If you would like to process a nightly schedule that retrieves certain records and processes them, and it might exceed 5000 records we could request for records in batches/pages. The List rows action provides an option to specify Skip token, as shown in the screenshot, this is the token to retrieve records from the next page. The logic for using skip token is explained here

Power Automate Flow

Let us try to improve performance by reading the accounts (12K records) with pagination.

The skiptoken is returned in the result of List rows when Pagination from the settings is off. If there are more than 5000 records in the result, it returns the Next Link dynamic output which contains the token to be passed in the Skip token parameter the next time you call the List rows action.

After the List rows step add a step to read the Next Link value returned

Power Automate Flow

The Next Link however returns the output in the following format


but what we need to pass in the Skip token property is only the skip token query parameter from the above i.e


We need to parse this out from the url using a combination of expressions

Lets split the url by & to get each of the query parameter as an array element


Note: I had to type out the outputs part in the above expression instead of chosing the dynamic property Next Link because that would return


and that would error because this results an empty string.

Now the skiptoken is added as the last query parameter, so we need to read the last element of the array. For this we get the length of the array – 1 is the index that we need to read the value from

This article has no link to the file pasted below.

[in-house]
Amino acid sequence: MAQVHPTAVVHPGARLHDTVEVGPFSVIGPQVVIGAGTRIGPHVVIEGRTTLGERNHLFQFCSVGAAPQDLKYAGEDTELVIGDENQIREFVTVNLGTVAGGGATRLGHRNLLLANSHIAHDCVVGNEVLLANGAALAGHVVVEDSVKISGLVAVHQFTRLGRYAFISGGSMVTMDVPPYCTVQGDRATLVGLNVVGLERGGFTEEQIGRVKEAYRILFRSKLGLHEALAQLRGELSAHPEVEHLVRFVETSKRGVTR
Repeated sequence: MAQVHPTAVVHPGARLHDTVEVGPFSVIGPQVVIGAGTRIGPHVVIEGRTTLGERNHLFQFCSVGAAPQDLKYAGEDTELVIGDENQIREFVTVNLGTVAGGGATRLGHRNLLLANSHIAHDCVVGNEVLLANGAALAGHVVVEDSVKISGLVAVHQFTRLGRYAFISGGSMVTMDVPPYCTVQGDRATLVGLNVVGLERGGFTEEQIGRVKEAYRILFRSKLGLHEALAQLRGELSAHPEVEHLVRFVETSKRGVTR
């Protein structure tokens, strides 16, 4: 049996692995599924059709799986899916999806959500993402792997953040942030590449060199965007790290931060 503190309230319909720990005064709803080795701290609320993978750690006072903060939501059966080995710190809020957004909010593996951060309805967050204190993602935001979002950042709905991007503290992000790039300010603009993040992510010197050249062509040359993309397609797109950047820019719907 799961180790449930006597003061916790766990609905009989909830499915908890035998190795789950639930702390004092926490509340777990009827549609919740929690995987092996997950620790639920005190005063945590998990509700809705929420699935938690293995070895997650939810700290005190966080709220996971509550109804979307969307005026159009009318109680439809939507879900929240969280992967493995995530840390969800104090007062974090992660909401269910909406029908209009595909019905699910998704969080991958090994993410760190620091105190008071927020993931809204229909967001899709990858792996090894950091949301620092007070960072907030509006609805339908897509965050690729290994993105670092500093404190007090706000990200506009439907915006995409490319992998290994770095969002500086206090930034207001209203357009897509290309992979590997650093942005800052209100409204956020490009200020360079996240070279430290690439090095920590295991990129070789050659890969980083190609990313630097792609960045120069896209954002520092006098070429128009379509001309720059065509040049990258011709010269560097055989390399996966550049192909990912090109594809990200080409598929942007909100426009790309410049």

It isn’t easy to simply use – operator to perform the substract operation. We need to use the sub function as provided above. The first parameter being the value to deduct from and the second the value to be deducted.

You read the element from the array using the following


Finally we need to remove the $skiptoken= from the string to only get the cookie information that needs to be parsed. We decode the value as well to convert it into a readable format, it is easy to debug


As part of debugging exercise and to ensure the results of each of these expressions return what you need add 3 separate compose action with the output of the previous compose action being the input for the current one.

But since every step in a flow accounts towards the limits, it is important to reduce the steps in the flow as much as possible.